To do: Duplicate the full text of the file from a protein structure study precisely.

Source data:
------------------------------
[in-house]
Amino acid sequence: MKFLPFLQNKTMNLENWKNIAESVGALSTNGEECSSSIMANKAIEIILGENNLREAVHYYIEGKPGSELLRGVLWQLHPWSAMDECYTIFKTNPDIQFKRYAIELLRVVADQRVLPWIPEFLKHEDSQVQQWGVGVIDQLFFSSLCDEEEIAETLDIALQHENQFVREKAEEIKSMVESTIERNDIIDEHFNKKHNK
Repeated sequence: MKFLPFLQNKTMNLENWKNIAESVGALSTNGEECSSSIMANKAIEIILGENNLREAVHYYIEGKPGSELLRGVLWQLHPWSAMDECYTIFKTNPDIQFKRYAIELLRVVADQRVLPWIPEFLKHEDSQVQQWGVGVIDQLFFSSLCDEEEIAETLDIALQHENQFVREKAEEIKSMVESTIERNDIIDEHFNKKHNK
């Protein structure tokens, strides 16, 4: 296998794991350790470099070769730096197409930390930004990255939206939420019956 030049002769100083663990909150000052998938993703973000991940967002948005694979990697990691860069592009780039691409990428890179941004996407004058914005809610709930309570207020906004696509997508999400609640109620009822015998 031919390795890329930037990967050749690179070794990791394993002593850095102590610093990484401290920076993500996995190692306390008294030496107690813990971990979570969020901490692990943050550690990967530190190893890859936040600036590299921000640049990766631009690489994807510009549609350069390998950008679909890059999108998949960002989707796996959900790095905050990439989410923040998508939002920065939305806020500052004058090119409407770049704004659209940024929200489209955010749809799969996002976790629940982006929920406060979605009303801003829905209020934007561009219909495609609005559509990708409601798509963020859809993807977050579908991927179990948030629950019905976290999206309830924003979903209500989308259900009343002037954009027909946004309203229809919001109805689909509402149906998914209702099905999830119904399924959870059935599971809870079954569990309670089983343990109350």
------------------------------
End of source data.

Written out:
[in-house]
Amino acid sequence: MKFLPFLQNKTMNLENWKNIAESVGALSTNGEECSSSIMANKAIEIILGENNLREAVHYYIEGKPGSELLRGVLWQLHPWSAMDECYTIFKTNPDIQFKRYAIELLRVVADQRVLPWIPEFLKHEDSQVQQWGVGVIDQLFFSSLCDEEEIAETLDIALQHENQFVREKAEEIKSMVESTIERNDIIDEHFNKKHNK
Repeated sequence: MKFLPFLQNKTMNLENWKNIAESVGALSTNGEECSSSIMANKAIEIILGENNLREAVHYYIEGKPGSELLRGVLWQLHPWSAMDECYTIFKTNPDIQFKRYAIELLRVVADQRVLPWIPEFLKHEDSQVQQWGVGVIDQLFFSSLCDEEEIAETLDIALQHENQFVREKAEEIKSMVESTIERNDIIDEHFNKKHNK
């Protein structure tokens, strides 16, 4: 296998794991350790470099070769730096197409930390930004990255939206939420019956 030049002769100083663990909150000052998938993703973000991940967002948005694979990697990691860069592009780039691409990428890179941004996407004058914005809610709930309570207020906004696509997508999400609640109620009822015998 031919390795890329930037990967050749690179070794990791394993002593850095102590610093990484401290920076993500996995190692306390008294030496107690813990971990979570969020901490692990943050550690990967530190190893890859936040600036590299921000640049990766631009690489994807510009549609350069390998950008679909890059999108998949960002989707796996959900790095905050990439989410923040998508939002920065939305806020500052004058090119409407770049704004659209940024929200489209955010749809799969996002976790629940982006929920406060979605009303801003829905209020934007561009219909495609609005559509990708409601798509963020859809993807977050579908991927179990948030629950019905976290999206309830924003979903209500989308259900009343002037954009027909946004309203229809919001109805689909509402149906998914209702099905999830119904399924959870059935599971809870079954569990309670089983343990109350």